Infrastructure resiliency is the capability to restore infrastructure to its original state after a disruption occurs. Improved resiliency can be achieved with planning for disruptions and having resources available to respond to disruptions. Figure 7.3.1 illustrates the various time periods. Prior to an incident or disaster, preparations can be made. At the time of an incident, the infrastructure performance degrades, especially as failures propagate through associated components. In extreme cases, the infrastructure performance may degrade to closure (so I would equal zero in Figure 7.3.1). A recovery period ensues until the infrastructure returns to normal performance.
Table 7.3.1 lists some strategies to improve resiliency along with technical, organizational, social and economic examples. The strategies are:
- Robustness may refer to facility design and construction but also includes good planning for emergencies and rehearsals.
- Redundancy includes strategies such as back-up power and lifeline resources such as food and water.
- Resourcefulness involves the resources that can be mobilized in response to an event.
- Rapidity is the speed at which restoration can occur.
Table 7.3.1: Technical, Organization, Social and Economic Dimensions of Infrastructure Resiliency. Source: O’Rourke, 2007. Redrawn and altered by Authors
|Robustness||Appropriate building codes and construction procedures||Emergency operations planning and practice||Degree of community preparedness||Regional economic diversification for supply|
|Redundancy||Capacity for technical substitutions||Alternative sites for managing emergency operations||Availability of Housing options for disaster victims||Investment in backup systems|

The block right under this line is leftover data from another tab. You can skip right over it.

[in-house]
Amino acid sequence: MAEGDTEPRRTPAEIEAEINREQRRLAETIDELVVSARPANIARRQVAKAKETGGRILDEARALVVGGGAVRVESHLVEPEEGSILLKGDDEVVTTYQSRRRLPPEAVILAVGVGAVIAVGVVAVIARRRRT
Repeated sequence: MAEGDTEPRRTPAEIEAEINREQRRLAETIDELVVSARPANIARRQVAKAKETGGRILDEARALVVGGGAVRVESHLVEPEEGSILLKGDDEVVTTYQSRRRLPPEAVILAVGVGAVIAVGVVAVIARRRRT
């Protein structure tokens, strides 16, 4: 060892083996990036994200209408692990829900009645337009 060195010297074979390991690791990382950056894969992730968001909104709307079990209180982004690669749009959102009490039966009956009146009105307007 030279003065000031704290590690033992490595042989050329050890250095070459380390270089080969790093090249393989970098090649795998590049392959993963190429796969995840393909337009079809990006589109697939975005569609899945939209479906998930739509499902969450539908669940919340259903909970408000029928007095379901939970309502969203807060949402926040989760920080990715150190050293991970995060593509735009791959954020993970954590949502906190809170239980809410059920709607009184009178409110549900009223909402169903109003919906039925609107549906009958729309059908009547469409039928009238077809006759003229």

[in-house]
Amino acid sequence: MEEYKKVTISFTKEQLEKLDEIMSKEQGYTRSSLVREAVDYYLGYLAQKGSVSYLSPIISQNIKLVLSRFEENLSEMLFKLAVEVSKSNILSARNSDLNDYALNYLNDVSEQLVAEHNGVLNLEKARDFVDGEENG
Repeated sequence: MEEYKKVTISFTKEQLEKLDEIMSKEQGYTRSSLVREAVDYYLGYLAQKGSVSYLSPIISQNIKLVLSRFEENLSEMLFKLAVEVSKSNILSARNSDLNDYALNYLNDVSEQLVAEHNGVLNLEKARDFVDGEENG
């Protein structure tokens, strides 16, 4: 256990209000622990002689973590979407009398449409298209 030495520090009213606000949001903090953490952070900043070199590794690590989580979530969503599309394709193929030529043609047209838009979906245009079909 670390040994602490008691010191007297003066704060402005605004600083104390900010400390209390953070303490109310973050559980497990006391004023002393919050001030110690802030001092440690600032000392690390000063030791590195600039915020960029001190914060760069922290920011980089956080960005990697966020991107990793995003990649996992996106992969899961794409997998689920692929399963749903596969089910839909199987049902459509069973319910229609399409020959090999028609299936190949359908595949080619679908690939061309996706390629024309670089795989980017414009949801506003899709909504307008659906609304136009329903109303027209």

|Resourcefulness||Availability of equipment and materials for response||Capacity to improvise and innovate||Capacity to address lifeline needs||Capacity to improvise|
|Rapidity||Restoration time||Reduced Reaction Time||Time to restore lifeline services||Time to regain capacity|
As an example of resiliency planning, consider an electricity utility. The utility can insure redundancy in transmission lines and power generation sources. Individual facilities can be design and built to withstand significant stresses. With major storms forecast, crews with equipment and supplies can be pre-positioned to respond to any outages rapidly. While the utility may still see disruptions, all of these activities will improve the resiliency of the utility.
Another example is planning for evacuation effectively. Figure 7.3.2 shows a 2005 evacuation of Houston due to forecast hurricane. During this evacuation, roadway lanes in to the city have been reversed to increase the available capacity. Unfortunately, the traffic volumes resulted in major traffic jams. Improved entry controls onto the highway could eliminate this type of jam.
Climate change and sea level rise are two factors that are increasing the importance of infrastructure resiliency. As average sea level increases, the likelihood of flooding increases. A variety of new strategies may be required, as with the response to Hurricane Sandy that flooded portions of the New York subway system.
Finally, the use of scenario analysis (as described in Chapter 6) may be useful for planning. A regular session to consider possible risks, preparedness, and documentation of procedures can be extremely useful.